We must choose whether or not to be generous with our partner.

When your partner forgets to do something, you can go negative or positive.  Option 1 is to assume that your partner is incompetent and, worse yet, does not care about you or the marriage.  Option 2 is to assume that your partner may have had a bad day and completely lost track of what he or she needed to do.

Be generous with your partner.  Over . . and over . . and over . . again, like Jesus was with you and me.

Give grace, because you are going to need it soon enough.

How can you be more generous in your relationships?

The Need for Integrity

Be who you are wherever you are all of the time.

Dave Ramsey brought this up in a podcast from last week where a father wanted to sign his boat over to his son so that the father could say he didn’t own it.

My friend and I discussed this tonight in relation to people who profess to be Christians yet do things which blatantly go against Christ’s teachings.

It’s easy to point the finger.  Andy Stanley, in a past message called Staying in Love – Part 3: Feelin’ It, said that we are experts in assessing other people’s actions, but we are clueless when it comes to assessing and understanding and guarding what is in our heart.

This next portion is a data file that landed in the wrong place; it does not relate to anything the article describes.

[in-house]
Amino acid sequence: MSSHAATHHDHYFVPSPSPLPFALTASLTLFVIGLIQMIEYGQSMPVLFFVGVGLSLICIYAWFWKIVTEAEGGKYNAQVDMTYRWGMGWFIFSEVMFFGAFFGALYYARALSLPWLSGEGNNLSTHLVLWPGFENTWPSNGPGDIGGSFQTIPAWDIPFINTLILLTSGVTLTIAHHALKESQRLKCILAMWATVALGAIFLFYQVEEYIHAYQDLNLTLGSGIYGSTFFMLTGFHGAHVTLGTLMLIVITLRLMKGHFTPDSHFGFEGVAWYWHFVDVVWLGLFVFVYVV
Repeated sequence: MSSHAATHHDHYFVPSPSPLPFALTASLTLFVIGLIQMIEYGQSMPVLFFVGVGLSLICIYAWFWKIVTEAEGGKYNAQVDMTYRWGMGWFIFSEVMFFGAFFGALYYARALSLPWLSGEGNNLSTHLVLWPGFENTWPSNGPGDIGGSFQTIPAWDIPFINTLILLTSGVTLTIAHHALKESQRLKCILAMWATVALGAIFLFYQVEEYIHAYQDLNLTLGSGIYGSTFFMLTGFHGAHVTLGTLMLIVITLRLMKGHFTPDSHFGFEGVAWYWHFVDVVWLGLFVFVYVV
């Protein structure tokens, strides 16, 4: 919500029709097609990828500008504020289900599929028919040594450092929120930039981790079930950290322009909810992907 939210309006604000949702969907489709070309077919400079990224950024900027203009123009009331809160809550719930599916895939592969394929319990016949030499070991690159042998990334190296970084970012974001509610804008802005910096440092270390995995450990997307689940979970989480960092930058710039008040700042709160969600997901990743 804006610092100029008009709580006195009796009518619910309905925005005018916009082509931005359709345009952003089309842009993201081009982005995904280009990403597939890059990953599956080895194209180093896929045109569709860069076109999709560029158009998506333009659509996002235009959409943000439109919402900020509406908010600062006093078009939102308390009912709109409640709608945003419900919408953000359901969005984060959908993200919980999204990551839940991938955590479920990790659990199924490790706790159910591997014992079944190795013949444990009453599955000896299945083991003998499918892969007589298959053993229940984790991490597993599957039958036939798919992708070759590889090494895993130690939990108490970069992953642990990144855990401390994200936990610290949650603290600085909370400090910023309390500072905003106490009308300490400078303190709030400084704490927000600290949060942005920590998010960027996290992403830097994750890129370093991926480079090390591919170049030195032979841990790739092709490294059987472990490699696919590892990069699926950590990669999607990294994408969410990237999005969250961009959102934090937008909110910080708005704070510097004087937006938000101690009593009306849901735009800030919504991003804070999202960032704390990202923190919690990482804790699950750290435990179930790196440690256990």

The same principle applies here.  We all face issues, but it is a heck of a lot easier to point those issues out in someone else than to admit to them yourself or someone else.

We could all do with a bit more honesty and integrity on that level as well.  That said, here are some issues I face, in no particular order.  I wonder if you face the same ones:

  • Keeping my eyes and mind focused on pure thoughts and images.  This comes up frequently in my use of technology, where I am inundated by opportunities to do the wrong thing.  I face this every time I walk into Barnes & Noble, where every possible kind of printed material is ready for the taking.
  • Choosing to address painful issues directly and promptly.  My tendency is to avoid confrontation and then worry about the problem privately.  Integrity walks up and knocks on the door of the problem, not knowing who or what will answer.
  • Speaking, talking, and acting the same way when I am by myself or with people, when I am with Christians or with non-Christians.  I am constantly tempted to change or adjust my personal values or priorities or opinions to please others.  This is particularly a challenge when I expect someone to be critical of how I live or express myself.